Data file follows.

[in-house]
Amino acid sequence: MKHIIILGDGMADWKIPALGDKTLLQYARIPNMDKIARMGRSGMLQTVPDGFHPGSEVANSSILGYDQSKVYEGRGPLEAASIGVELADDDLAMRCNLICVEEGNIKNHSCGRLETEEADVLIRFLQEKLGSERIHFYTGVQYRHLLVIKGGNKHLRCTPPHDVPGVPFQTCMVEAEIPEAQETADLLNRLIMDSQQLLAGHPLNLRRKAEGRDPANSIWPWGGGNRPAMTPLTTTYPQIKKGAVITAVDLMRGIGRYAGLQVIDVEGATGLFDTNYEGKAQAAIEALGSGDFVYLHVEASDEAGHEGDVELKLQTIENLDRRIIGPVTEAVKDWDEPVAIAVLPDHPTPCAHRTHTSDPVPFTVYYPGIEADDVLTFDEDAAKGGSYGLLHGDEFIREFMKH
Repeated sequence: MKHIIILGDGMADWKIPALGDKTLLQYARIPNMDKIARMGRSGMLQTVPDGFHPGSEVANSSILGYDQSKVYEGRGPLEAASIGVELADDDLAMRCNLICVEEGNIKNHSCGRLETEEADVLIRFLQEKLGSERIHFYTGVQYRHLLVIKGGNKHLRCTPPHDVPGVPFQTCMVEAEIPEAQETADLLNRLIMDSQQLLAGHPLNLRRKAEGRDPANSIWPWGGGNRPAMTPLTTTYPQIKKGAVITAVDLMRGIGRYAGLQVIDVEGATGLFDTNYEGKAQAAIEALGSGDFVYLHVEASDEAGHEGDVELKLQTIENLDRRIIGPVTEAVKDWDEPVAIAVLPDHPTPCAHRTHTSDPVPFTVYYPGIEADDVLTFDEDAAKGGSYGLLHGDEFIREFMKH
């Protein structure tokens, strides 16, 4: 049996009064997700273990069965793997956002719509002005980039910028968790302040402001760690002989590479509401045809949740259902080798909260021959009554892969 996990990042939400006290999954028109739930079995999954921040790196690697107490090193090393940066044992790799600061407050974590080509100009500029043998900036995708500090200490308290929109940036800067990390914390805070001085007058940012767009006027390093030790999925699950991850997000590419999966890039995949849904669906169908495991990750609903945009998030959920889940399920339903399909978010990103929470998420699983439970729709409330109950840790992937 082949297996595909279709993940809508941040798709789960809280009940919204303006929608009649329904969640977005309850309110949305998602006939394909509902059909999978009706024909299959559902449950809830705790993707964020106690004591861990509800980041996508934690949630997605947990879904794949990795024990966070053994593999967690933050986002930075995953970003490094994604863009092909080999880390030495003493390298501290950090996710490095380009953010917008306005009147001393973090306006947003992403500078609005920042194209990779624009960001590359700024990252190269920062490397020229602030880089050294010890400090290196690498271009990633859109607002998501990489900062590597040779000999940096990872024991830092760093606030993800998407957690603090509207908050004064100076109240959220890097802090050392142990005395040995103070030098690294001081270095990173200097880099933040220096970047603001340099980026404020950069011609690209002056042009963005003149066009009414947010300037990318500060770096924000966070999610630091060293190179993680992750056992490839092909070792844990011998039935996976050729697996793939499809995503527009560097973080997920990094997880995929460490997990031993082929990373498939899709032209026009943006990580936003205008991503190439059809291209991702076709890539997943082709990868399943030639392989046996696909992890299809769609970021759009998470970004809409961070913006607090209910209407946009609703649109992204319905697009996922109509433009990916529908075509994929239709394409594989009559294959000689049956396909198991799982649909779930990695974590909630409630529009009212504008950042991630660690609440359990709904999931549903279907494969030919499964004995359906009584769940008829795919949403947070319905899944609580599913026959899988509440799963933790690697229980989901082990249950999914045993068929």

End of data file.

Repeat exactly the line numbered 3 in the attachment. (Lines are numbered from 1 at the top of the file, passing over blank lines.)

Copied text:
Repeated sequence: MKHIIILGDGMADWKIPALGDKTLLQYARIPNMDKIARMGRSGMLQTVPDGFHPGSEVANSSILGYDQSKVYEGRGPLEAASIGVELADDDLAMRCNLICVEEGNIKNHSCGRLETEEADVLIRFLQEKLGSERIHFYTGVQYRHLLVIKGGNKHLRCTPPHDVPGVPFQTCMVEAEIPEAQETADLLNRLIMDSQQLLAGHPLNLRRKAEGRDPANSIWPWGGGNRPAMTPLTTTYPQIKKGAVITAVDLMRGIGRYAGLQVIDVEGATGLFDTNYEGKAQAAIEALGSGDFVYLHVEASDEAGHEGDVELKLQTIENLDRRIIGPVTEAVKDWDEPVAIAVLPDHPTPCAHRTHTSDPVPFTVYYPGIEADDVLTFDEDAAKGGSYGLLHGDEFIREFMKH